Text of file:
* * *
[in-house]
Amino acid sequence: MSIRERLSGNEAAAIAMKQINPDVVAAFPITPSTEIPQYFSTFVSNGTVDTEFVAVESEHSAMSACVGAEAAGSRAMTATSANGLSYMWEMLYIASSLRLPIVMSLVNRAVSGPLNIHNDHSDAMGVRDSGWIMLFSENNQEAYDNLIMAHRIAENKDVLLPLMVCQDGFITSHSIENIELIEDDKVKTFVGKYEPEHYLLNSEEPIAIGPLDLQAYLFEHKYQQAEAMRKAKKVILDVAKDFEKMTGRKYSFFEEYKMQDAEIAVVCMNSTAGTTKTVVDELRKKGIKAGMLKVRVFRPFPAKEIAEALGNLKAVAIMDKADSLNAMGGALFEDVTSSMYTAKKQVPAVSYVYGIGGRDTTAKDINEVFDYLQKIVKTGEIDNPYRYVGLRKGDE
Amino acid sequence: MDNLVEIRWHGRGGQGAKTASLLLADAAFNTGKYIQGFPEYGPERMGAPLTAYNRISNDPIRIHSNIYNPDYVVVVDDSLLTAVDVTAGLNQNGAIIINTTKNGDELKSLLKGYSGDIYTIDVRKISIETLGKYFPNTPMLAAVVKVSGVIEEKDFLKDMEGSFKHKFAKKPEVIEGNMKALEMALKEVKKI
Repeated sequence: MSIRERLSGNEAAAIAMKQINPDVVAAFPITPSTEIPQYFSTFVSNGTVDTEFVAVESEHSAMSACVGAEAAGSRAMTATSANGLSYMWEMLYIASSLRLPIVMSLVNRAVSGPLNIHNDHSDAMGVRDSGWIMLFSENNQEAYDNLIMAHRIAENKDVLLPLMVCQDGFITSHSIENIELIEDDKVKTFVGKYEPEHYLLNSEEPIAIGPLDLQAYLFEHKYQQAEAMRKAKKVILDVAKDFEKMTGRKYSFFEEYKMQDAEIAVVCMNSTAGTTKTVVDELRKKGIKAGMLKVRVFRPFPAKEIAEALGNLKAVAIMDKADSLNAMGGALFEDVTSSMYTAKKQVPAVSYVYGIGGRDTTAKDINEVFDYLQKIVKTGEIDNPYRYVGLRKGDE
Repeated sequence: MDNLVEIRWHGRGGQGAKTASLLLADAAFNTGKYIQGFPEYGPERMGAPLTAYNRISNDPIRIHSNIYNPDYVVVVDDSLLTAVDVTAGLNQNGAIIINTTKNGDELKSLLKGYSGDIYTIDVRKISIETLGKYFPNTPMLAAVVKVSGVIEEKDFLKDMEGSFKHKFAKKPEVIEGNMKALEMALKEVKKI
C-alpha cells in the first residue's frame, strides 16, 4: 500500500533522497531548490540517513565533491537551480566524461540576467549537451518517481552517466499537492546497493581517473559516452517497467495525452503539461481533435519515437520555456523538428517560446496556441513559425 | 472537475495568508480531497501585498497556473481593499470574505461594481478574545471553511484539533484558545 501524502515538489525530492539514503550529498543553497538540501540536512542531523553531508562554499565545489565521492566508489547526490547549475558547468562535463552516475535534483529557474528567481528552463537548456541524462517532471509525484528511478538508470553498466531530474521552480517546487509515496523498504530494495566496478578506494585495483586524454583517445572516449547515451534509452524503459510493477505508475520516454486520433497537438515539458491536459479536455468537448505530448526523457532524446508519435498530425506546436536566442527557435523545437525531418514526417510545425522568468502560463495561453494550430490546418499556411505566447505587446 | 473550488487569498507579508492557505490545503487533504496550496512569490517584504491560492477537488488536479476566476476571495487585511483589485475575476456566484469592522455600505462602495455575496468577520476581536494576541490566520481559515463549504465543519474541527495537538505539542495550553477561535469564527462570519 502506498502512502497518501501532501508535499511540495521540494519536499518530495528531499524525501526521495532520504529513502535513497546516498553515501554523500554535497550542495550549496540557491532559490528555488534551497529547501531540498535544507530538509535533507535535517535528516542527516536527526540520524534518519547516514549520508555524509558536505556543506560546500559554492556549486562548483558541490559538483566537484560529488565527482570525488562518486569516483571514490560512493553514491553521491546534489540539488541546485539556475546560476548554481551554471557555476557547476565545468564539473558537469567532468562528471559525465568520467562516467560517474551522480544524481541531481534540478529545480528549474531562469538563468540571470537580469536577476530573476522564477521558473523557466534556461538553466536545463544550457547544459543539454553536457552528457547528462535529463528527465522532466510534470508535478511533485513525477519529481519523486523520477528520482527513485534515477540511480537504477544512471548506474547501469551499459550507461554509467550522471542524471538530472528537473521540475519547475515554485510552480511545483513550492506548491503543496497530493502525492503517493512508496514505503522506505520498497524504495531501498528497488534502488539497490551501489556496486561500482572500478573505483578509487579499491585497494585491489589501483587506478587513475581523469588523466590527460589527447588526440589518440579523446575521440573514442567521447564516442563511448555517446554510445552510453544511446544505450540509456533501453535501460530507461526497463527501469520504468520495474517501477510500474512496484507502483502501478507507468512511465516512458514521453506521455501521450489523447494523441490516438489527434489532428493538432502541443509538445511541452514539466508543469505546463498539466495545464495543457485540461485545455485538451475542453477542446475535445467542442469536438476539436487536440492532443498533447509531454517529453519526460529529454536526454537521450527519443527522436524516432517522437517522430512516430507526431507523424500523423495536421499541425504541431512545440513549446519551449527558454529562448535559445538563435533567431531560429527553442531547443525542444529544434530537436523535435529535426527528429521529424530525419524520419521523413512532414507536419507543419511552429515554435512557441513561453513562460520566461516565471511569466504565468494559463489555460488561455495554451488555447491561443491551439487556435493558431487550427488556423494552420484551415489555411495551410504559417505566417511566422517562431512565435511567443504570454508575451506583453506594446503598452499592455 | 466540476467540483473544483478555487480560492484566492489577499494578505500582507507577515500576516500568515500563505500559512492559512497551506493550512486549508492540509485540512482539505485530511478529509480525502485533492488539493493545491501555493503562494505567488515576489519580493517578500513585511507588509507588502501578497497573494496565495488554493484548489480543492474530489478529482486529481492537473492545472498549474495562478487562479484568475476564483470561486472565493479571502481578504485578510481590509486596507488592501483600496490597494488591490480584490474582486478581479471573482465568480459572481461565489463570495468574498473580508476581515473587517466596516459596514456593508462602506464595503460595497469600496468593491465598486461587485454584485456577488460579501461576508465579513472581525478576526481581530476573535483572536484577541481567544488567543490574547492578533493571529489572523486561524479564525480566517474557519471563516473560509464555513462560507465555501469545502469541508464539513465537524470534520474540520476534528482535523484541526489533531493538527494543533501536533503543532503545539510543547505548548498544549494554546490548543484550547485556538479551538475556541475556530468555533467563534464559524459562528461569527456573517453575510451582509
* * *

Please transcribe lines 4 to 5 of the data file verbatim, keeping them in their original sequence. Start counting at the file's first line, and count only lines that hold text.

Repeated sequence: MSIRERLSGNEAAAIAMKQINPDVVAAFPITPSTEIPQYFSTFVSNGTVDTEFVAVESEHSAMSACVGAEAAGSRAMTATSANGLSYMWEMLYIASSLRLPIVMSLVNRAVSGPLNIHNDHSDAMGVRDSGWIMLFSENNQEAYDNLIMAHRIAENKDVLLPLMVCQDGFITSHSIENIELIEDDKVKTFVGKYEPEHYLLNSEEPIAIGPLDLQAYLFEHKYQQAEAMRKAKKVILDVAKDFEKMTGRKYSFFEEYKMQDAEIAVVCMNSTAGTTKTVVDELRKKGIKAGMLKVRVFRPFPAKEIAEALGNLKAVAIMDKADSLNAMGGALFEDVTSSMYTAKKQVPAVSYVYGIGGRDTTAKDINEVFDYLQKIVKTGEIDNPYRYVGLRKGDE
Repeated sequence: MDNLVEIRWHGRGGQGAKTASLLLADAAFNTGKYIQGFPEYGPERMGAPLTAYNRISNDPIRIHSNIYNPDYVVVVDDSLLTAVDVTAGLNQNGAIIINTTKNGDELKSLLKGYSGDIYTIDVRKISIETLGKYFPNTPMLAAVVKVSGVIEEKDFLKDMEGSFKHKFAKKPEVIEGNMKALEMALKEVKKI